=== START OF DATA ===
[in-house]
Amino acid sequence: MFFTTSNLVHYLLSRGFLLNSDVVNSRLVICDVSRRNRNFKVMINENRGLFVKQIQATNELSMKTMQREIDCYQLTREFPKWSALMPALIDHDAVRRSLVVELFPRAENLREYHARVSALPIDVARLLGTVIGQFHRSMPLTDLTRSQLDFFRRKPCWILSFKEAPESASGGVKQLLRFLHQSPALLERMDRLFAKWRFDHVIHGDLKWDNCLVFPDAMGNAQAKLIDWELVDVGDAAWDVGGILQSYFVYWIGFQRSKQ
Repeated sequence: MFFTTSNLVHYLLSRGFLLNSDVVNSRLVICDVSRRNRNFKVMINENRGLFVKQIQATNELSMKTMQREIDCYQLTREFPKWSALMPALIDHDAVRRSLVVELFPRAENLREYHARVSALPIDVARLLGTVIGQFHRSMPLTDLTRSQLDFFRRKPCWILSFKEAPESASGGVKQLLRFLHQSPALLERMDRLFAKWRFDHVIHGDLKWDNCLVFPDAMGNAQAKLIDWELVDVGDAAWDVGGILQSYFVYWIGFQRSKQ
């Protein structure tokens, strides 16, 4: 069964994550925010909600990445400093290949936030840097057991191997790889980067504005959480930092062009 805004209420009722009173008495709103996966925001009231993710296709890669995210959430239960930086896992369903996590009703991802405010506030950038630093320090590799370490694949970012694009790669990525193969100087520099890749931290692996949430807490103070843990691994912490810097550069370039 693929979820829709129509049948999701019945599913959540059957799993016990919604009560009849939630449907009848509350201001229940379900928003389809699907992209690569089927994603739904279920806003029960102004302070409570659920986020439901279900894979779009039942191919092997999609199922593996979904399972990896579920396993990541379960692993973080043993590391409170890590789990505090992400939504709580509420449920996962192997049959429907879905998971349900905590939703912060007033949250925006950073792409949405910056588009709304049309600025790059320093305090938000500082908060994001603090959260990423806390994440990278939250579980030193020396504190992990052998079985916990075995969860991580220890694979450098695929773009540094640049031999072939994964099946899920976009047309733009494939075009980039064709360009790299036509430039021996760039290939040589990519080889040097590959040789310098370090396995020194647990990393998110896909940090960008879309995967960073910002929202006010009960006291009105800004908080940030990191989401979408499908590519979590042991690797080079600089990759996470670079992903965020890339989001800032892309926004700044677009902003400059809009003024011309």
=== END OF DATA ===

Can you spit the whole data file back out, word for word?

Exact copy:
[in-house]
Amino acid sequence: MFFTTSNLVHYLLSRGFLLNSDVVNSRLVICDVSRRNRNFKVMINENRGLFVKQIQATNELSMKTMQREIDCYQLTREFPKWSALMPALIDHDAVRRSLVVELFPRAENLREYHARVSALPIDVARLLGTVIGQFHRSMPLTDLTRSQLDFFRRKPCWILSFKEAPESASGGVKQLLRFLHQSPALLERMDRLFAKWRFDHVIHGDLKWDNCLVFPDAMGNAQAKLIDWELVDVGDAAWDVGGILQSYFVYWIGFQRSKQ
Repeated sequence: MFFTTSNLVHYLLSRGFLLNSDVVNSRLVICDVSRRNRNFKVMINENRGLFVKQIQATNELSMKTMQREIDCYQLTREFPKWSALMPALIDHDAVRRSLVVELFPRAENLREYHARVSALPIDVARLLGTVIGQFHRSMPLTDLTRSQLDFFRRKPCWILSFKEAPESASGGVKQLLRFLHQSPALLERMDRLFAKWRFDHVIHGDLKWDNCLVFPDAMGNAQAKLIDWELVDVGDAAWDVGGILQSYFVYWIGFQRSKQ
């Protein structure tokens, strides 16, 4: 069964994550925010909600990445400093290949936030840097057991191997790889980067504005959480930092062009 805004209420009722009173008495709103996966925001009231993710296709890669995210959430239960930086896992369903996590009703991802405010506030950038630093320090590799370490694949970012694009790669990525193969100087520099890749931290692996949430807490103070843990691994912490810097550069370039 693929979820829709129509049948999701019945599913959540059957799993016990919604009560009849939630449907009848509350201001229940379900928003389809699907992209690569089927994603739904279920806003029960102004302070409570659920986020439901279900894979779009039942191919092997999609199922593996979904399972990896579920396993990541379960692993973080043993590391409170890590789990505090992400939504709580509420449920996962192997049959429907879905998971349900905590939703912060007033949250925006950073792409949405910056588009709304049309600025790059320093305090938000500082908060994001603090959260990423806390994440990278939250579980030193020396504190992990052998079985916990075995969860991580220890694979450098695929773009540094640049031999072939994964099946899920976009047309733009494939075009980039064709360009790299036509430039021996760039290939040589990519080889040097590959040789310098370090396995020194647990990393998110896909940090960008879309995967960073910002929202006010009960006291009105800004908080940030990191989401979408499908590519979590042991690797080079600089990759996470670079992903965020890339989001800032892309926004700044677009902003400059809009003024011309």